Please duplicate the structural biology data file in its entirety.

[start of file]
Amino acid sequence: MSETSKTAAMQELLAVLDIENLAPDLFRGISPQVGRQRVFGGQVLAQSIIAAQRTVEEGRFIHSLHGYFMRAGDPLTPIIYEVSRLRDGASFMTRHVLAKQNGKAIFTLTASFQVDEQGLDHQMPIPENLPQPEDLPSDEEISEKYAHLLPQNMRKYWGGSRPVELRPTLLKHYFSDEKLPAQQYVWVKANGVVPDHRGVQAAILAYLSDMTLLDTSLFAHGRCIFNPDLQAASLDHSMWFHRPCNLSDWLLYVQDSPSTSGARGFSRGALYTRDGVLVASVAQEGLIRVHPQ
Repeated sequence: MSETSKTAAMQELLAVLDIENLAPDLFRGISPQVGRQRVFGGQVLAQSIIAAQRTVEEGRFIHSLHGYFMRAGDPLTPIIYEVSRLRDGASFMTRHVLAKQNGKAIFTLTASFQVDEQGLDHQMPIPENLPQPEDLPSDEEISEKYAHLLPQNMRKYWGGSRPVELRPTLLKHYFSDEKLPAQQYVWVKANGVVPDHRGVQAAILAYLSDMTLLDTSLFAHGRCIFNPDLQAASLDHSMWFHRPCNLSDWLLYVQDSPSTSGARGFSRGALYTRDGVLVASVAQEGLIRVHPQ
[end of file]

Amino acid sequence: MSETSKTAAMQELLAVLDIENLAPDLFRGISPQVGRQRVFGGQVLAQSIIAAQRTVEEGRFIHSLHGYFMRAGDPLTPIIYEVSRLRDGASFMTRHVLAKQNGKAIFTLTASFQVDEQGLDHQMPIPENLPQPEDLPSDEEISEKYAHLLPQNMRKYWGGSRPVELRPTLLKHYFSDEKLPAQQYVWVKANGVVPDHRGVQAAILAYLSDMTLLDTSLFAHGRCIFNPDLQAASLDHSMWFHRPCNLSDWLLYVQDSPSTSGARGFSRGALYTRDGVLVASVAQEGLIRVHPQ
Repeated sequence: MSETSKTAAMQELLAVLDIENLAPDLFRGISPQVGRQRVFGGQVLAQSIIAAQRTVEEGRFIHSLHGYFMRAGDPLTPIIYEVSRLRDGASFMTRHVLAKQNGKAIFTLTASFQVDEQGLDHQMPIPENLPQPEDLPSDEEISEKYAHLLPQNMRKYWGGSRPVELRPTLLKHYFSDEKLPAQQYVWVKANGVVPDHRGVQAAILAYLSDMTLLDTSLFAHGRCIFNPDLQAASLDHSMWFHRPCNLSDWLLYVQDSPSTSGARGFSRGALYTRDGVLVASVAQEGLIRVHPQ